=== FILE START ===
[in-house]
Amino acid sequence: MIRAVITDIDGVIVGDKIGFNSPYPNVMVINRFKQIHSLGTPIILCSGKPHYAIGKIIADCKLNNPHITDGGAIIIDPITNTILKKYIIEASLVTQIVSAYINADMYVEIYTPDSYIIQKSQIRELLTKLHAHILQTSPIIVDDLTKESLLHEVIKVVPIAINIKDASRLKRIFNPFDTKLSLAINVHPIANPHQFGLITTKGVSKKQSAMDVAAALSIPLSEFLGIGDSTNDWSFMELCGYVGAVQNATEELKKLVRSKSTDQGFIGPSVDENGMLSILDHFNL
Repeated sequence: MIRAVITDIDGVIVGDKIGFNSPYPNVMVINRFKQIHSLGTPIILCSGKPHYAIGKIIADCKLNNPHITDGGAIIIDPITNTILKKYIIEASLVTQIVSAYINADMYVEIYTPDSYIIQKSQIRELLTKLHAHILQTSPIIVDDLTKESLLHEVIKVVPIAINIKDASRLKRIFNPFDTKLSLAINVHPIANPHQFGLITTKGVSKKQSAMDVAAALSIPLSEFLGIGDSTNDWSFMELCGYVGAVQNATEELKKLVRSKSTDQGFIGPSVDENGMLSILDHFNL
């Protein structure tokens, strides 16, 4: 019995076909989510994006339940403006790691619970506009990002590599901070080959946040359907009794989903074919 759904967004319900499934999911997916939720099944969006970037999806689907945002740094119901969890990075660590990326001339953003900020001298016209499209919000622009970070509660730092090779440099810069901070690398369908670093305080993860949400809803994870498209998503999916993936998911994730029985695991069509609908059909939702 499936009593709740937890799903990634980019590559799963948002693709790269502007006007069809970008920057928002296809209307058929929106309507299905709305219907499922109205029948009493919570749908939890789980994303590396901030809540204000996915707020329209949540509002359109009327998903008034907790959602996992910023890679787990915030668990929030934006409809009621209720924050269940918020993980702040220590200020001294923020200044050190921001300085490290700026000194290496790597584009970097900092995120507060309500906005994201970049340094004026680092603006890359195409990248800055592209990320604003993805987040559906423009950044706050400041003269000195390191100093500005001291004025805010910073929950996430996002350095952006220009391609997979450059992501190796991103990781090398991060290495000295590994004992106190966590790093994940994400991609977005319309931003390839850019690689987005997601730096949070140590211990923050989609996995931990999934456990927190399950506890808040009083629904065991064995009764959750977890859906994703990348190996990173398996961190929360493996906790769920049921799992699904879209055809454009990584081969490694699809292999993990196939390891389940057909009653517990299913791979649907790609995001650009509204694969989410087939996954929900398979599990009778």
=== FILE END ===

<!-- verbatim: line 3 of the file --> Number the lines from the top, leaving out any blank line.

Repeated sequence: MIRAVITDIDGVIVGDKIGFNSPYPNVMVINRFKQIHSLGTPIILCSGKPHYAIGKIIADCKLNNPHITDGGAIIIDPITNTILKKYIIEASLVTQIVSAYINADMYVEIYTPDSYIIQKSQIRELLTKLHAHILQTSPIIVDDLTKESLLHEVIKVVPIAINIKDASRLKRIFNPFDTKLSLAINVHPIANPHQFGLITTKGVSKKQSAMDVAAALSIPLSEFLGIGDSTNDWSFMELCGYVGAVQNATEELKKLVRSKSTDQGFIGPSVDENGMLSILDHFNL